A cross-site request forgery (CSRF) vulnerability in Jenkins Xray - Test Management for Jira Plugin 2.4.0 and earlier allows attackers to connect to an attacker-specified URL using attacker-specified credentials IDs obtained through another method, capturing credentials stored in Jenkins.
CVE-2021-21653
PUBLISHED: 2021-05-11
Jenkins Xray - Test Management for Jira Plugin 2.4.0 and earlier does not perform a permission check in an HTTP endpoint, allowing with Overall/Read permission to enumerate credentials IDs of credentials stored in Jenkins.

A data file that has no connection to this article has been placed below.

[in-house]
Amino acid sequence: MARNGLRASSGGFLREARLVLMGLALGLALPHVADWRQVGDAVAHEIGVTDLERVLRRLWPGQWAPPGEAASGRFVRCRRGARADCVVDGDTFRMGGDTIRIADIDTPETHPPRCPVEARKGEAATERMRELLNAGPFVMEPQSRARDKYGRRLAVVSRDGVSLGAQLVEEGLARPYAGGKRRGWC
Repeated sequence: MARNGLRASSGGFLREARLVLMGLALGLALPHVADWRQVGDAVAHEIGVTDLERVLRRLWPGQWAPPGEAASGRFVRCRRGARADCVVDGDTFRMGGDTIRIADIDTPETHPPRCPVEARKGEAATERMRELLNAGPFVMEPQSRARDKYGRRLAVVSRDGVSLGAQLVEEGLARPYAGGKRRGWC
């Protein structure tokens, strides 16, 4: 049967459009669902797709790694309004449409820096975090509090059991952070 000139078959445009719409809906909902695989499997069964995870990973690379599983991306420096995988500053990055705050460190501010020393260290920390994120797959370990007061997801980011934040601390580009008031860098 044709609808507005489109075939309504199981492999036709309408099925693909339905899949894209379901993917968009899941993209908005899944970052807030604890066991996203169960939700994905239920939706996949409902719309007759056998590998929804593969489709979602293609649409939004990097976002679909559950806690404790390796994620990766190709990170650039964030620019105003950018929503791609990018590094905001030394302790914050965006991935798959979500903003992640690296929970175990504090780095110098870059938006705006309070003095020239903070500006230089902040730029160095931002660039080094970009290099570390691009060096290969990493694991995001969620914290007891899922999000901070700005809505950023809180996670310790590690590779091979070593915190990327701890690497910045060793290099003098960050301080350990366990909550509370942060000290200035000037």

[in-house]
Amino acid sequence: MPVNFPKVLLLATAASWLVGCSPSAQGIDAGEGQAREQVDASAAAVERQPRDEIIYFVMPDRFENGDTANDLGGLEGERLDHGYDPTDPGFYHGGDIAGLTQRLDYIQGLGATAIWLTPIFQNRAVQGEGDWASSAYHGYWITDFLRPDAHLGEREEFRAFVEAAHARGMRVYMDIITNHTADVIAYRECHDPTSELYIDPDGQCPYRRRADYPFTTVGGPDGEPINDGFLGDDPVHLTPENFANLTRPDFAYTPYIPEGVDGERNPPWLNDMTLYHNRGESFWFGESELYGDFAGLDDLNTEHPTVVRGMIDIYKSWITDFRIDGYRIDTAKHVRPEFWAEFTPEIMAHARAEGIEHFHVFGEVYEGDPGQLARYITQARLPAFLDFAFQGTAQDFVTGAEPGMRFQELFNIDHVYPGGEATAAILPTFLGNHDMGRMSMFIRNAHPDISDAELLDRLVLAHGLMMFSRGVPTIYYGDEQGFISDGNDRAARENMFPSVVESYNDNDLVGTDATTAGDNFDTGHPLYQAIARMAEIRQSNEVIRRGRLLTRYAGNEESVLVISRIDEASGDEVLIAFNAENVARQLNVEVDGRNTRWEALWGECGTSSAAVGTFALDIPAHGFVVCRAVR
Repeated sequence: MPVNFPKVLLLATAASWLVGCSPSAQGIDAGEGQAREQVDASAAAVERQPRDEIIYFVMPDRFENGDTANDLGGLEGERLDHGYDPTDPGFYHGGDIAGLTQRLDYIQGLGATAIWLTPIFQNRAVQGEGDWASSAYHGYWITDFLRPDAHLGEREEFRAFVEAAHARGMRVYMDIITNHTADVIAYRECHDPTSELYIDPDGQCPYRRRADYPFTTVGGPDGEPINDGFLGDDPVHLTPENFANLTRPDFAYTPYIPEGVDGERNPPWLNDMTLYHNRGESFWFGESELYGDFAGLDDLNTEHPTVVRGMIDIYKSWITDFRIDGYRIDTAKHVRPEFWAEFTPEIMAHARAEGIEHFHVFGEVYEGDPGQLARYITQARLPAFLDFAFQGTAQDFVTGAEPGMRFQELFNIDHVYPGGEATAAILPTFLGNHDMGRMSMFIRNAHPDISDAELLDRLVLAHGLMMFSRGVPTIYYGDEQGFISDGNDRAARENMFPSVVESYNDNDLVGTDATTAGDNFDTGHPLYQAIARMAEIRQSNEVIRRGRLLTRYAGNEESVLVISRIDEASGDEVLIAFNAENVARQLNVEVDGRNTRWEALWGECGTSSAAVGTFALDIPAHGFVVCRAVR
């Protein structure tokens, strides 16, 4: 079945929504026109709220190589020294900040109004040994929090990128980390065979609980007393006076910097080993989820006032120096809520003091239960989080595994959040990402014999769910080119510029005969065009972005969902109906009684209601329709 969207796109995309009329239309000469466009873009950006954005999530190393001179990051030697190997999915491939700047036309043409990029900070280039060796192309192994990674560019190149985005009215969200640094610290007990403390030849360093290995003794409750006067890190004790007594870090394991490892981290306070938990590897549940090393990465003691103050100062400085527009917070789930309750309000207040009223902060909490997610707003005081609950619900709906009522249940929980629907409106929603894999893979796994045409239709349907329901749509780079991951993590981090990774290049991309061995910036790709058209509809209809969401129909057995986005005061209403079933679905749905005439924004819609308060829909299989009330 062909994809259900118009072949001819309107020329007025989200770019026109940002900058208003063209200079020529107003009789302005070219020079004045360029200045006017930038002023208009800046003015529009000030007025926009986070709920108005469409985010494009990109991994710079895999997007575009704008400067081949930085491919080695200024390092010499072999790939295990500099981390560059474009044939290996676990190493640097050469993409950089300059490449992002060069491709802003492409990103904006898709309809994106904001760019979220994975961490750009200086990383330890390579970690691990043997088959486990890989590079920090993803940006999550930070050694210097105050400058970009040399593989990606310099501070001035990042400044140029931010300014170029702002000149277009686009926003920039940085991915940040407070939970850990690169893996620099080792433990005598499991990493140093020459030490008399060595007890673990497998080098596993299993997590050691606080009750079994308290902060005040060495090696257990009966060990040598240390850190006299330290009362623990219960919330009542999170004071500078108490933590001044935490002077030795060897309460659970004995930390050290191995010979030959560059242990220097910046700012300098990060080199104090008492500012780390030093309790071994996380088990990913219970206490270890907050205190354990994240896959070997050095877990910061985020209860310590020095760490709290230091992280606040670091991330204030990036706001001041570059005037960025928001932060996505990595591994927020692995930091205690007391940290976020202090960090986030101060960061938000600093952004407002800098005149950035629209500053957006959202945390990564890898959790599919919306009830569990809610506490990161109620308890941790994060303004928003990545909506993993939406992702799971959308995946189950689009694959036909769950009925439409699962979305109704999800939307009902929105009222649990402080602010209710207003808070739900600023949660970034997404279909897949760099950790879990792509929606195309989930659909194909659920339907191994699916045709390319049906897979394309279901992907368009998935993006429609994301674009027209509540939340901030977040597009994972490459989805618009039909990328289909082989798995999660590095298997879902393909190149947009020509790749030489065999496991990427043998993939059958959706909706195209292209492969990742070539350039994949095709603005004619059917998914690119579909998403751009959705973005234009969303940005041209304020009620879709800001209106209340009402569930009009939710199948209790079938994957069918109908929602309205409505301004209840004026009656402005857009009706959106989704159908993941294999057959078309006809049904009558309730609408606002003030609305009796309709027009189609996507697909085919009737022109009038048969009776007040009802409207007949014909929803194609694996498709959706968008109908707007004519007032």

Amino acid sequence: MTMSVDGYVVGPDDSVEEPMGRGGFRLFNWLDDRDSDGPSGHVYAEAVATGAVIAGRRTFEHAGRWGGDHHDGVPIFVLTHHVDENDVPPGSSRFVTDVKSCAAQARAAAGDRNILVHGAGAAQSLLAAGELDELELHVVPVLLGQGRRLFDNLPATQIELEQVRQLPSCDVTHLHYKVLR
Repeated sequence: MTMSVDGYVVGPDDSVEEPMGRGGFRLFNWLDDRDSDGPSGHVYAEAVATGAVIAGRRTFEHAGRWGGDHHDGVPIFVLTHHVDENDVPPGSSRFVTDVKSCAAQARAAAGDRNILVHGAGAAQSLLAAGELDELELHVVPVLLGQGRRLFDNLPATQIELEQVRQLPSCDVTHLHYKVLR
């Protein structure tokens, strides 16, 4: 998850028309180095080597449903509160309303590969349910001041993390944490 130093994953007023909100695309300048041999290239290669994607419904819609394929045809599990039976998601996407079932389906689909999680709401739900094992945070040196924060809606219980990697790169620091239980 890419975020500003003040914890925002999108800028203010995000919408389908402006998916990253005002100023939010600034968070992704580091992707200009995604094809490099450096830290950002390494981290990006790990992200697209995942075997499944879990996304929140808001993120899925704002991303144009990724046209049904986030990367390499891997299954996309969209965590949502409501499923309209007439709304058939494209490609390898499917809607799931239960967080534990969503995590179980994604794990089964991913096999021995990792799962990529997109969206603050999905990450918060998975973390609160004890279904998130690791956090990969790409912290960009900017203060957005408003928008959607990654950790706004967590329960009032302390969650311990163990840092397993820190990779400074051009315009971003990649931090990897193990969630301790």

CVE-2021-21654
PUBLISHED: 2021-05-11
Jenkins P4 Plugin 1.11.4 and earlier does not perform permission checks in multiple HTTP endpoints, allowing attackers with Overall/Read permission to connect to an attacker-specified Perforce server using attacker-specified username and password.
CVE-2021-21655
PUBLISHED: 2021-05-11
A cross-site request forgery (CSRF) vulnerability in Jenkins P4 Plugin 1.11.4 and earlier allows attackers to connect to an attacker-specified Perforce server using attacker-specified username and password.
CVE-2021-21656
PUBLISHED: 2021-05-11
Jenkins Xcode integration Plugin 2.0.14 and earlier does not configure its XML parser to prevent XML external entity (XXE) attacks.